North Carolina Newspapers

    Barber-Scotia Sets Inauguration For Dr. McLean
ur. maoie Parker McLean
will be inaugurated as the
ninth President of Barber
Scotia College, on Friday, Ap
ril 1. at 2:30 P.M. in the
College Convocation Center.
Dr. McLean is the only black
woman in the United States
who is the president of a senior
liberal arts college.
Official delegates and rep
resentatives from more than
12S colleges, universities, lear
ned societies, business foun
dations, civic, religious, and
educational organizations will
be present for the inaugura
tion and will constitute the
-
processional, along with the
Mayor of Concord, represent
atives of the bod'- and
the alumni, the faculty, the
Barber-Scotia Board of Trus
tees and the inaugural party.
Presiding at the ceremony
will be Dr. Thelma Adair. In
addition to being a member of
the Barber-Scotia Board of
Trustees, Dr. Adair is profes
sor of early childhood at
Queens College of the City
University of New .York and
President of Black Presbyter
ians United. *
Dr. McLean will be invested
by Dr. Marlow F. Shute,
Greensboro, N.C., chairman
of the Board of Trustees of the
College. The vice chairman of
the Board of Trustees, Dr.
Howard Fitts, Jr., Durham,
N.C., will present the seal to
the new president.
Two forpier presidents of
the College will also partici
pate in the ceremony. Dr.
Leland S. Cozard, Charlotte,
president emeritus (1932-64),
will make the formal presen
tation of Dr. McLean, while
Dr. Lionel H. Newsom, presi
dent of Central State Univers
ity, Wilberforce, Ohio, will
present the charter of the Col
lege to Dr. McLean. Dr. New
som served as president of
Barber-Scotia from 1964-1966
Dr Richard M. Peek, minis
ter of music at Covenant Pres
byterian Church, Charlotte,
will preside at the organ for
the inauguration. Vocal music
will be provided by Miss Adele
Totten, Concord, a former
teaching assistant in music at
the College, Mr. Andrew Scott,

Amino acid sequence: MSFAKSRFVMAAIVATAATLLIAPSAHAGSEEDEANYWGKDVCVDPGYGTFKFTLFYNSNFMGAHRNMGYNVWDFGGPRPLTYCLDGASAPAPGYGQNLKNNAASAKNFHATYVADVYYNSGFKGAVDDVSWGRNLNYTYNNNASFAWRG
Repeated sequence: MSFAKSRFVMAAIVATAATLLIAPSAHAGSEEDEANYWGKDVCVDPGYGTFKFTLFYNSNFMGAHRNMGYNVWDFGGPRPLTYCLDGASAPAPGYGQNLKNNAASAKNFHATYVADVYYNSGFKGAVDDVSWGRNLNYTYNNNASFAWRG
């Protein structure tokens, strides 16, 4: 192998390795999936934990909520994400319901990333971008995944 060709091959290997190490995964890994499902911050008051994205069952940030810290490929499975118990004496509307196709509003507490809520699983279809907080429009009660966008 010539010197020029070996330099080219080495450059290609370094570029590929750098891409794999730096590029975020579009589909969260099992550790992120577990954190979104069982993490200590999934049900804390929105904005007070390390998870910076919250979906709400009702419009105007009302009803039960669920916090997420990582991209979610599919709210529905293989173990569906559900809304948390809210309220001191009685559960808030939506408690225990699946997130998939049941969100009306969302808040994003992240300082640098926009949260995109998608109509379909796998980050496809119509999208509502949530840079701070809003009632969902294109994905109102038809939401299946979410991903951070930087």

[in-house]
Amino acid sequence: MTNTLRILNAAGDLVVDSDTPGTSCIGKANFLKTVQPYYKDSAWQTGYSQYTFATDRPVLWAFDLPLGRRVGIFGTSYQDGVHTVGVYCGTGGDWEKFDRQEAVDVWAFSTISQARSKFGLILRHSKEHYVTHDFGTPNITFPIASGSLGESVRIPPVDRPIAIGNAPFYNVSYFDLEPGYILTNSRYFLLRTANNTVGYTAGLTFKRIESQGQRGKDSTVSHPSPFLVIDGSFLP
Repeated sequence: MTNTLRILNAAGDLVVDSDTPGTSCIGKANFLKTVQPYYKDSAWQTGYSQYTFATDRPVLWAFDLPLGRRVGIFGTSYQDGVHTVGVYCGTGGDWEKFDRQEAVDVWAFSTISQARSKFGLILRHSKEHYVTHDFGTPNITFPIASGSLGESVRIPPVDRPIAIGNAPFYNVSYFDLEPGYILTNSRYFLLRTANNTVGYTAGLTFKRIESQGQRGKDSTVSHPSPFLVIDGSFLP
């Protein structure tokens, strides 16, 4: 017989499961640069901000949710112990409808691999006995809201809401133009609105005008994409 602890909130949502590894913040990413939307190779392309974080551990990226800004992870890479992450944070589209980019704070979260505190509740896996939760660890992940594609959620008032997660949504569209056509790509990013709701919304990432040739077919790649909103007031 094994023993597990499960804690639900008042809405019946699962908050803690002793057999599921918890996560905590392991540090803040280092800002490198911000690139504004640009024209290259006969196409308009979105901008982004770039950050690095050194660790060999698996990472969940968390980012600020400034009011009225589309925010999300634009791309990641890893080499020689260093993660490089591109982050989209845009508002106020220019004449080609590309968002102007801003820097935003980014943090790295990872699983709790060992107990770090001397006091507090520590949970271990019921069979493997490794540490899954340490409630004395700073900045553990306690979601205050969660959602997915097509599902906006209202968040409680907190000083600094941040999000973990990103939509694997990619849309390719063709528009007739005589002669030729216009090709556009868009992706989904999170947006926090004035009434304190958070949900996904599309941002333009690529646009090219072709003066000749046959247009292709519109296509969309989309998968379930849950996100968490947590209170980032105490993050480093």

a student from Darlington,
S.C, and the Barber-Scotia
College Girls' Ensemble, un
der the direction of Mr. Wil
liam Lindsay.
Dr. McLean, a 54-year-old
native of Moore County, N.C.
'is the first alumna of Barber -
Scotia to become president of
the College A 1939 graduate of
Pickney High School, Carth
age, N.C., she attended Bar
ber-Scotia from 1939 to 1941
and received a junior college
diploma with highest honors
She received her bachelor of
science degree. Summa Cum
Laude, in elementary educa
tion in 1943 from Johnson C
Smith University in Charlotte
She secured her master of arts
degree in education in 1946
from Howard University in
Washington. D C.
Dr McLean has had addi
tional graduate studies at Nor
thwestern University, Evans
ton, Illinois, and at The Cath
olic University of America,
Washington, D C. She is a
summer, 1972, graduate of the
Institute of Educational Man
agement of Harvard Univers
ity and received an honorary
doctor of pedagogy degree
from Friendship Junior Col
lege, Rock Hill. S.C., in May,
1975
Dr McLean has been assoc
iated with Barber-Scotia for
nearly 20 years. Prior to her
appointment as President, she
served as Dean of the College.
In addition to her service at
Barber-Scotia, Dr McLean
taught in elementary schools
in Stanly, Montgomery, and
Moore counties, N.C.
A week of cultural activi
ties, all open without charge to
the public, will precede the
inaugural Vespers at 6 P M
on Sunday. March 28, at the
First United Presbyterian
Church of Concord, 127 Cabar
rus Avenue, W., will open the
inaugural week Other events
scheduled include a program
of drama, song, and dance by
See Barber-Scotia page 3
Dr. Mable P. McClean
...Attended J.C. Smith
ISEJ the CHARLOTTE PI 1ST |=q
_Charlotte’s Fastest Growing Community Weekly” tL CALL 392-1306
CHARLOTTE. NORTH CAROLIMA-28215-Thursday March 25. 1976_-Read by 44,000 Charlotteans- PRICE 20c
L. C. Coleman To Seek
County Commissioner Seat
■ ■ •*«■**- - inii» ——mi
Mks Linda Price Photo by Peeler
~~Favorite subject is speech
Queens College Junior
Named ‘Bea uty Of The Week’
by Polly Manning
Post Staff Writer
“My hobbies are sewing,
dancing, yoga, and listening to
a variety of music,” smiled
Miss Linda Price. The Char
lotte Post’s Beauty of the
Week. “Sewing shows my cre
ativity for fashion, dancing is
a natural talent for me, some
thing that I don't have to
really think about to do; and
yoga gives total relaxation to
the mind,” she explained.
Linaa lives at 415 N. David
son St. with Mrs. Carolyn Clin
ton. She attended Piedmont
Junior High School and grad
uated from Myers Park Senior
High School. She has one sist
er and one brother. Presently
she attends Queens College
where she is a junior, major
ing in Social Business. She is
; also working on a Secretarial
Certificate. At Queens she
participates on the gymnas
tics team and is aspiring to
become a member of Delta
Sigma Theta Soroity, Inc.
Linda’s favorite subject is
Speech, she enjoys using the
standard English to comp
’ liment first impressions.
ItfCTlMMA
• I
One girl to another: “Of
course I had to tell her she
looked like a MILLION - and I
meant EVERY YEAR OF
IT!”
Born under the sign of Leo,
our Beauty feels that they are
naturally pleasant, sociable
and fair. They like the good
things of life, including travel
and recreation, but they re
sent being imposed upon.
The future ambitions of